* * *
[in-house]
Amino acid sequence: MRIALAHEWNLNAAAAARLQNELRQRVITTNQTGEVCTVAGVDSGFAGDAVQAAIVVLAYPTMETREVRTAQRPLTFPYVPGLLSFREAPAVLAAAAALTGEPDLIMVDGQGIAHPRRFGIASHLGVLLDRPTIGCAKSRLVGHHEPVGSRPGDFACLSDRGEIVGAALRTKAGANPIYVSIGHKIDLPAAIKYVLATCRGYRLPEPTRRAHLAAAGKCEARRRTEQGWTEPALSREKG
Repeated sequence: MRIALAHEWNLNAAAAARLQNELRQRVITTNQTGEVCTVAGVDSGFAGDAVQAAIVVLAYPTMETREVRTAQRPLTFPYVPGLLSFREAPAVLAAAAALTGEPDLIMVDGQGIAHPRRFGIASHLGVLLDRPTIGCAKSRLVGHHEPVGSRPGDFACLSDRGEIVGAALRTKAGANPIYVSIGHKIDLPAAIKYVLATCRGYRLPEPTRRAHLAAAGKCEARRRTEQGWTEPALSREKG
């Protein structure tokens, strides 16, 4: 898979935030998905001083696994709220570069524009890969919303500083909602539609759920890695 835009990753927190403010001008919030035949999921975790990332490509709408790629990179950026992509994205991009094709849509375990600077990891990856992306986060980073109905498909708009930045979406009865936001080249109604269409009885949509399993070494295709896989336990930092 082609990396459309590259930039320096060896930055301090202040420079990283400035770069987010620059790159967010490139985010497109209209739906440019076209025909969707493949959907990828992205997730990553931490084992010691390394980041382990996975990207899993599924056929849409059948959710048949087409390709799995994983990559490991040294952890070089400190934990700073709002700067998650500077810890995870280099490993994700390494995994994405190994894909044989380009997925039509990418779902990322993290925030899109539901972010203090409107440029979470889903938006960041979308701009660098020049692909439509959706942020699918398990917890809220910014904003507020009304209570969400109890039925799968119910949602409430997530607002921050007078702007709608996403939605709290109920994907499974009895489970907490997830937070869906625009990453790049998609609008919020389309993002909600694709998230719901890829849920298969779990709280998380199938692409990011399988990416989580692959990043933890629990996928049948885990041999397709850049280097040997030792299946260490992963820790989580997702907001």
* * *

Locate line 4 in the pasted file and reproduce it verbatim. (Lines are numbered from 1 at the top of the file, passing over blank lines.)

């Protein structure tokens, strides 16, 4: 898979935030998905001083696994709220570069524009890969919303500083909602539609759920890695 835009990753927190403010001008919030035949999921975790990332490509709408790629990179950026992509994205991009094709849509375990600077990891990856992306986060980073109905498909708009930045979406009865936001080249109604269409009885949509399993070494295709896989336990930092 082609990396459309590259930039320096060896930055301090202040420079990283400035770069987010620059790159967010490139985010497109209209739906440019076209025909969707493949959907990828992205997730990553931490084992010691390394980041382990996975990207899993599924056929849409059948959710048949087409390709799995994983990559490991040294952890070089400190934990700073709002700067998650500077810890995870280099490993994700390494995994994405190994894909044989380009997925039509990418779902990322993290925030899109539901972010203090409107440029979470889903938006960041979308701009660098020049692909439509959706942020699918398990917890809220910014904003507020009304209570969400109890039925799968119910949602409430997530607002921050007078702007709608996403939605709290109920994907499974009895489970907490997830937070869906625009990453790049998609609008919020389309993002909600694709998230719901890829849920298969779990709280998380199938692409990011399988990416989580692959990043933890629990996928049948885990041999397709850049280097040997030792299946260490992963820790989580997702907001």